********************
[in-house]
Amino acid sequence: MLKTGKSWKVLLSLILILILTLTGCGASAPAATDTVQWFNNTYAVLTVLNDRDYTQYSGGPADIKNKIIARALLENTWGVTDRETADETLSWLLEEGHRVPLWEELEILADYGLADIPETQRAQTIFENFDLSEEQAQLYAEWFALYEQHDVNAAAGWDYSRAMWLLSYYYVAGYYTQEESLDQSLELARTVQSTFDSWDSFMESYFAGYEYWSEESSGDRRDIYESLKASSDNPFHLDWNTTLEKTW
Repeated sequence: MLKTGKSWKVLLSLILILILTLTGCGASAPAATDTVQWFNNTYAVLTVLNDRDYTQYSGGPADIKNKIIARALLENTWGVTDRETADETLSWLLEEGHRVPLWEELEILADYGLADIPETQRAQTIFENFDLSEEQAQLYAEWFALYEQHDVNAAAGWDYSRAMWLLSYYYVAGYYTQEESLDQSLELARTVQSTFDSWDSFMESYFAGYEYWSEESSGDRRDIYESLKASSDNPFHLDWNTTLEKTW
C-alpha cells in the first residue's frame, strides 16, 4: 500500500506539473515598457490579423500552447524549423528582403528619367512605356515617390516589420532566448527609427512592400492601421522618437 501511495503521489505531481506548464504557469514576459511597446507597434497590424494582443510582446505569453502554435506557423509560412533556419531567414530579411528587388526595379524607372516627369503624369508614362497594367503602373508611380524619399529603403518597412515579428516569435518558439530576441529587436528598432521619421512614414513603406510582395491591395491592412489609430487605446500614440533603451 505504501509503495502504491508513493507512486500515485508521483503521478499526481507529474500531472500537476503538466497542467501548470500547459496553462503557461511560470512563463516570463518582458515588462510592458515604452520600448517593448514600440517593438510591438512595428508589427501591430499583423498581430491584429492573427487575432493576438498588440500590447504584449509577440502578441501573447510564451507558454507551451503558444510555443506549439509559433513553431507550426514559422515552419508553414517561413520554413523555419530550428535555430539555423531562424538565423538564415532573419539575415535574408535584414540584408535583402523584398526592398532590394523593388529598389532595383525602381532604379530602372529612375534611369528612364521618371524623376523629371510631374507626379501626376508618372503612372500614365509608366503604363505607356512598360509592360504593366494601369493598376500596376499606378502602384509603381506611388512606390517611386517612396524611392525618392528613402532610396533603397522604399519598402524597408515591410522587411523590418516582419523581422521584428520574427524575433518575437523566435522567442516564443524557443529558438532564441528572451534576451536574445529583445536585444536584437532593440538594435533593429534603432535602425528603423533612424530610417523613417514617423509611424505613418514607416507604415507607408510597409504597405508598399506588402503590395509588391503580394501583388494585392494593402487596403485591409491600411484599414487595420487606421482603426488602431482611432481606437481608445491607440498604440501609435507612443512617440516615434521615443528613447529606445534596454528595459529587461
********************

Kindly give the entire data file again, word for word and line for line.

[in-house]
Amino acid sequence: MLKTGKSWKVLLSLILILILTLTGCGASAPAATDTVQWFNNTYAVLTVLNDRDYTQYSGGPADIKNKIIARALLENTWGVTDRETADETLSWLLEEGHRVPLWEELEILADYGLADIPETQRAQTIFENFDLSEEQAQLYAEWFALYEQHDVNAAAGWDYSRAMWLLSYYYVAGYYTQEESLDQSLELARTVQSTFDSWDSFMESYFAGYEYWSEESSGDRRDIYESLKASSDNPFHLDWNTTLEKTW
Repeated sequence: MLKTGKSWKVLLSLILILILTLTGCGASAPAATDTVQWFNNTYAVLTVLNDRDYTQYSGGPADIKNKIIARALLENTWGVTDRETADETLSWLLEEGHRVPLWEELEILADYGLADIPETQRAQTIFENFDLSEEQAQLYAEWFALYEQHDVNAAAGWDYSRAMWLLSYYYVAGYYTQEESLDQSLELARTVQSTFDSWDSFMESYFAGYEYWSEESSGDRRDIYESLKASSDNPFHLDWNTTLEKTW
C-alpha cells in the first residue's frame, strides 16, 4: 500500500506539473515598457490579423500552447524549423528582403528619367512605356515617390516589420532566448527609427512592400492601421522618437 501511495503521489505531481506548464504557469514576459511597446507597434497590424494582443510582446505569453502554435506557423509560412533556419531567414530579411528587388526595379524607372516627369503624369508614362497594367503602373508611380524619399529603403518597412515579428516569435518558439530576441529587436528598432521619421512614414513603406510582395491591395491592412489609430487605446500614440533603451 505504501509503495502504491508513493507512486500515485508521483503521478499526481507529474500531472500537476503538466497542467501548470500547459496553462503557461511560470512563463516570463518582458515588462510592458515604452520600448517593448514600440517593438510591438512595428508589427501591430499583423498581430491584429492573427487575432493576438498588440500590447504584449509577440502578441501573447510564451507558454507551451503558444510555443506549439509559433513553431507550426514559422515552419508553414517561413520554413523555419530550428535555430539555423531562424538565423538564415532573419539575415535574408535584414540584408535583402523584398526592398532590394523593388529598389532595383525602381532604379530602372529612375534611369528612364521618371524623376523629371510631374507626379501626376508618372503612372500614365509608366503604363505607356512598360509592360504593366494601369493598376500596376499606378502602384509603381506611388512606390517611386517612396524611392525618392528613402532610396533603397522604399519598402524597408515591410522587411523590418516582419523581422521584428520574427524575433518575437523566435522567442516564443524557443529558438532564441528572451534576451536574445529583445536585444536584437532593440538594435533593429534603432535602425528603423533612424530610417523613417514617423509611424505613418514607416507604415507607408510597409504597405508598399506588402503590395509588391503580394501583388494585392494593402487596403485591409491600411484599414487595420487606421482603426488602431482611432481606437481608445491607440498604440501609435507612443512617440516615434521615443528613447529606445534596454528595459529587461